The chefs at Acapulcos Mexican Family Restaurant & Cantina aim to cook authentic Mexican dishes unaltered by any Tex-Mex influence. Their recipes reach back generations within the owners' family and several miles into their underground tortilla vaults. Spanish-speaking servers deliver simple combinations of protein or veggies, topped with vibrant sauces: carne asada steak dressed in green pepper and guacamole, tender pork loin in tomatillo sauce, chicken in chocolate mole. The chefs' adherence to tradition doesn't preclude experimentation. Case in point: the dessert burrito, a lightly fried tortilla wrapped around apple-cinnamon or creamy cheesecake filling.
Both the menu and the decor change slightly from location to location?a painting of Mexico here, a tiled mosaic there. Each one, however, has a full bar where bartenders mix margaritas and flat-screen TVs broadcasting sports overhead.
One might leave Red Lulu Cocina & Tequila Bar, which was named this year's best new restaurant north of Boston by Boston Magazine, with some sense of the broad scope of Mexican cuisine, geography, and culture. That epiphany might come from the selection of 180 tequilas, which slip down in shots, release bell peals of clicking ice in glasses, or blend with lime in thick margaritas rimmed with salt. The tantalizing menu also parades traditional Mexican ingredients, though they are tangled into surprising configurations.
Red chandeliers glow, bringing to life the colors of chipotle peppers on plates at plush black booth seating, all beneath red wallpaper. In the tequila lounge, ample couches create a circle around red, candlelit tables for resting a glass of sangria or a mojito muddled with strawberries or cucumber. A row of inset shadowboxes displays the colorful lucha libre masks typically used in overblown battles and attempts to go out in public without being recognized as Kevin Bacon.
Back when Cilantro opened in 2002, Boston Magazine praised the eatery for its "authentic, hearty, and diverse Mexican specialties," which they called "breaths of fresh air." More than a decade later, owner and executive chef Esther Marin still aims to keep her lunch, dinner, and dessert menus interesting, creating new recipes that infuse Mediterranean flavors into upscale Mexican dishes. Using only all-natural ingredients, she crafts entrees that range from cheese-stuffed meatballs in chipotle sauce to pork chops crowned with chihuahua cheese and pineapples. A selection of 48 tequilas wash down meals inside a dining room wrapped in exposed brick walls that keep diner’s conversations from escaping the restaurant.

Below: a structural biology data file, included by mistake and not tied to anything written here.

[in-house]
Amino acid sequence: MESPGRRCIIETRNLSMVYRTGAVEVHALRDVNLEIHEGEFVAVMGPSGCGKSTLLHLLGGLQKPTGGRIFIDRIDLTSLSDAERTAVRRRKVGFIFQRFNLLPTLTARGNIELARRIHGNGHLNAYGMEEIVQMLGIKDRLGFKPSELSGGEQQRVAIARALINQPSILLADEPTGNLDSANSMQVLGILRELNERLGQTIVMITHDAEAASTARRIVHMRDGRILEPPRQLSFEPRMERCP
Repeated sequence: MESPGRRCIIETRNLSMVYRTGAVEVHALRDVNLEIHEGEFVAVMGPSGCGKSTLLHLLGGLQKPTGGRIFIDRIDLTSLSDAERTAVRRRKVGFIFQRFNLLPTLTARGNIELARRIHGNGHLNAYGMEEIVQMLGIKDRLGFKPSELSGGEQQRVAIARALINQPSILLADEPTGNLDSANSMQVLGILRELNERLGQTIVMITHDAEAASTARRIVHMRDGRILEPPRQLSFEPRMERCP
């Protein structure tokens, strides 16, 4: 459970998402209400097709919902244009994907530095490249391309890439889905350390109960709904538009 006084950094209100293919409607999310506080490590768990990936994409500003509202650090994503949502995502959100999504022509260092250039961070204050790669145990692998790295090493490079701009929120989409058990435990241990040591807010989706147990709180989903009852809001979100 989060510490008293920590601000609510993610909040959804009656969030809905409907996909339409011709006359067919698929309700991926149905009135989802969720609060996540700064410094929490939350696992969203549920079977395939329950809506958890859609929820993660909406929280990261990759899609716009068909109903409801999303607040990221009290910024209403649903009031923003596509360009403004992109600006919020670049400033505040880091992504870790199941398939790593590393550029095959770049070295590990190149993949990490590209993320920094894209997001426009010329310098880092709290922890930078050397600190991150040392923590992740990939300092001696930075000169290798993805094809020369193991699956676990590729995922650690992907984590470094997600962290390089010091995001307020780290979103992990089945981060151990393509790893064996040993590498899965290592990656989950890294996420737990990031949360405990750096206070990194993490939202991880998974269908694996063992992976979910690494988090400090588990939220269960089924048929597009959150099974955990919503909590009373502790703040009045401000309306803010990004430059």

In the dark of night, the brightly lit façades of The Fat Cactus locations glow like a beacon, beckoning diners to come and sample their classic Mexican and Tex-Mex foods. The restaurants' interiors are no less eye-catching. House-specialty fazzizzles—short for sizzling fajitas—top tables in dining rooms filled with vibrant reds and yellows. Rows of hubcaps glisten on walls next to strings of lights. And hundreds of emptied tequila bottles dangle from the ceiling, testament to the popularity of the menu's dozen specialty margaritas. For extra entertainment, musicians fill ears with their tuneful crooning every night, and a room with classic arcade games lets kids play at adult tasks, such as driving a car or helping zombies file their tax returns.
Border Cafe is ostensibly named after the border between the United States and Mexico. Dig a little deeper into the legend, however, and you’ll find that the restaurant’s history lies squarely on the border between truth and mythology. It all started with a man named Jose Creole—at least that was what people called him when he emigrated from Mexico to Louisiana in the 1930s. He didn’t just bring plain old Mexican food with him; instead, he combined his recipes with the Cajun soul food of his new neighbors in Lake Charles, and a legend was born. Jose Creole’s blend of Mexican and Cajun cuisines is now the cornerstone of Border Cafe, where chefs honor tradition by preparing his spicy dishes from scratch. The menu features fusion specialties that would be hard to find elsewhere, such as blackened-catfish fajitas and crawfish quesadillas. Even the margaritas are a bit offbeat—the New Orleans version is blended with Cointreau and served over chilled Mardi Gras beads.
The burritos at Ixtapa Mexican Grill & Cantina aren't the handheld fast-food variety. Far from it, actually. The sauces and melted cheeses that smother the tortillas make them best eaten with a fork. Some of the burritos are stuffed with classic fillings, such as chicken or slices of grilled steak, whereas others are more innovative: the Atlantic Burrito is filled with shrimp, crab, fish, and scallops. There's even a fried apple-caramel burrito for dessert.
Though Ixtapa's chefs eagerly experiment with their dishes, there's no "Tex-Mex" on the menu?every taco, chimichanga, and enchilada is a remnant of an old family recipe. Each one can be traced back to its inspiration in Guadalajara and its namesake resort in Mexico. Margaritas complement the food with flavors of blackberry and kiwi, and range from the classic hand-shaken lime margarita to El Presidente, made with Cuervo 1800 tequila and delivered via motorcade.